“Aesthetically, it looks really good,” he said. “It’s been filmed so many times, and it’s created a reputation.”
When asked about what his parents, who own an Italian restaurant in Glacier, think about his aerial exploits over the highway, Debari is relaxed.
“They just say be safe,” he said. “They trust that I’ll ride within my limits.”
Debari’s technique for hitting the jump?
“I just went as fast as I could,” he said. “There was no speed checking.”
And then there were skis
Another local whose limits don’t stop at soaring 40 feet over a road is the 44-year-old Collins. A pioneer of freestyle skiing at Mount Baker, Collins has dropped nearly every cliff at the ski area, both in- and out-of-bounds. While the Road Gap was made famous by snowboarders, skiers have begun to take notice. Collins said he was goaded into hitting the jump by one of his fellow coaches several seasons ago. He was 40 at the time.
“The idea was that we wanted to get a photo of someone jumping over the school buses as they went down,” said Collins, referring to the buses that bring local students up to the mountain every winter Saturday. He said he watched the first skier land with his tails hanging over the edge of the landing.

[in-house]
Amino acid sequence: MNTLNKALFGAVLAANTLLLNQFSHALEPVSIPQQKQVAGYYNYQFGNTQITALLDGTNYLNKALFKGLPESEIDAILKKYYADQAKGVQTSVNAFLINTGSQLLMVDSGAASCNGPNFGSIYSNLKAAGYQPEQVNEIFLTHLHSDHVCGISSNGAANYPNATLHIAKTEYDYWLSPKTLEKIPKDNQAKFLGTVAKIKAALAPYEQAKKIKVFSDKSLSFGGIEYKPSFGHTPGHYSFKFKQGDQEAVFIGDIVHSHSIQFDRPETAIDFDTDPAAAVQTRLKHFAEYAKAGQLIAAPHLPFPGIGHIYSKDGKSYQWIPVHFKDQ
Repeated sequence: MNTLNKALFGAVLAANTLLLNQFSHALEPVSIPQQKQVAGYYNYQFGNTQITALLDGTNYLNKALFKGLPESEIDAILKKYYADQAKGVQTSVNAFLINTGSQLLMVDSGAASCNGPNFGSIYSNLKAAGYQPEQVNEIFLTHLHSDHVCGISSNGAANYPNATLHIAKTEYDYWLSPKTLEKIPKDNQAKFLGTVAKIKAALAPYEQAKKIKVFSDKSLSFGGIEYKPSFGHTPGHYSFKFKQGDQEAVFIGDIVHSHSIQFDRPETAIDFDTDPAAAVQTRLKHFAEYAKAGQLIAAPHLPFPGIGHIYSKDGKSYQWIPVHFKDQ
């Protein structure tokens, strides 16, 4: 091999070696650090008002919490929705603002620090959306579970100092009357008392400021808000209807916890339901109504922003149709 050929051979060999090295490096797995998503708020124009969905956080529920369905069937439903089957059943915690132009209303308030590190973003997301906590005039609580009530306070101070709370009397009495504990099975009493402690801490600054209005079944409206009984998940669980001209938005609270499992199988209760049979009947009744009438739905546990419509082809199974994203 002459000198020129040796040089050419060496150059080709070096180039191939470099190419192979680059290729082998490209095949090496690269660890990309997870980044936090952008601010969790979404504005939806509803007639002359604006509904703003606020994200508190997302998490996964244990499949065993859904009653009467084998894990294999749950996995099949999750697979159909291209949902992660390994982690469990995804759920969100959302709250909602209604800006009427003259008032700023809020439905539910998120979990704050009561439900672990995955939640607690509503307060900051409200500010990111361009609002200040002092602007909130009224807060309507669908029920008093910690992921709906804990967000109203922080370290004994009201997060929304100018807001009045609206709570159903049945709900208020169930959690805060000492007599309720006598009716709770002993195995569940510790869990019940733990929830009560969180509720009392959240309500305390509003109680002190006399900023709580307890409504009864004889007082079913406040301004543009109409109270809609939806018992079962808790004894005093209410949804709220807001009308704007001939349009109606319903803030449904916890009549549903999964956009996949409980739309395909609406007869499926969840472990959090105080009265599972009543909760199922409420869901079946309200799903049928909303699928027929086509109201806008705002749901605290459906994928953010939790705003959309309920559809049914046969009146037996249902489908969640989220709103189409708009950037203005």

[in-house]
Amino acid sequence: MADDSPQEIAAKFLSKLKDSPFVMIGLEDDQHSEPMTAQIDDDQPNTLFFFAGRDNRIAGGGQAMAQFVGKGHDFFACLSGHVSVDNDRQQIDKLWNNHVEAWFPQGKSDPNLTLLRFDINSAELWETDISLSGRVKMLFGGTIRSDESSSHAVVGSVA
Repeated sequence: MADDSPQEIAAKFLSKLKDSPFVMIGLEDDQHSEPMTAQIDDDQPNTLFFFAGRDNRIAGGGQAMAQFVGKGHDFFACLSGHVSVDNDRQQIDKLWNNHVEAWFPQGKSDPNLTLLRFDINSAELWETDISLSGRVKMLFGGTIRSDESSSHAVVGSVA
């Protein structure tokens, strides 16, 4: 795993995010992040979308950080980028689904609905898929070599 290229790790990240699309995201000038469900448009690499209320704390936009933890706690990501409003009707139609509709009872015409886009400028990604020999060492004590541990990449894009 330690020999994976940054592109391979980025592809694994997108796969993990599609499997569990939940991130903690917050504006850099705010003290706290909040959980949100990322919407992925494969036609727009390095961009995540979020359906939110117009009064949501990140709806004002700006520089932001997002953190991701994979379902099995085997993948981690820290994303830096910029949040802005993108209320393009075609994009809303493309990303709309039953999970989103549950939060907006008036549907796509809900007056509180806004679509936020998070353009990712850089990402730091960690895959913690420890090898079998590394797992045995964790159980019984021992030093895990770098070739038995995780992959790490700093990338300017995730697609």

“We’re looking at each other going, ‘I don’t think so,’ ” he said. But after hanging around a little longer, Collins decided to go for it.
“We were all set up with radios, and all I heard was, ‘Clear landing, go left,’ ” he said. “I was thinking about doing a back flip, but I hit a big straight air. I remember looking down and thinking you could stack another two buses.”
While Collins cleared the road, he landed badly in a bomb-hole made by another skier.
“I just splatted it and called it a day,” he said. Collins hasn’t hit the jump since, but isn’t opposed to the idea.
“If the conditions were right, I would probably do it again,” he said.
Despite expert snowboarders and alpine skiers hitting the gap with some frequency, telemark skiers flying over the road still remain an anomaly. That didn’t stop 21-year-old Utah native Paul Kimbrough from stepping up to the challenge.
An aspiring professional skier and Western Washington University environmental-education student, Kimbrough hit the jump with his friends for the first time this season, but without the benefit of observing another skier first. He lost a game of “rock, paper, scissors” and was forced to “guinea pig” the jump.
“I was pretty confident, but if I’d have put one speed check in, I wouldn’t have cleared the road,” he said.
Although Kimbrough has a portfolio packed with big jumps, he was excited for the chance to try Baker’s famed leap of faith.
“It’s one of those legendary things,” he said.
And as skiers and snowboarders around the world continue to tempt fate at the Mount Baker Road Gap, the legend only grows.
John Kinmonth is a freelance writer, a Mount Baker Ski Patrol member and snowboard instructor who lives in Glacier, on the Mount Baker Highway.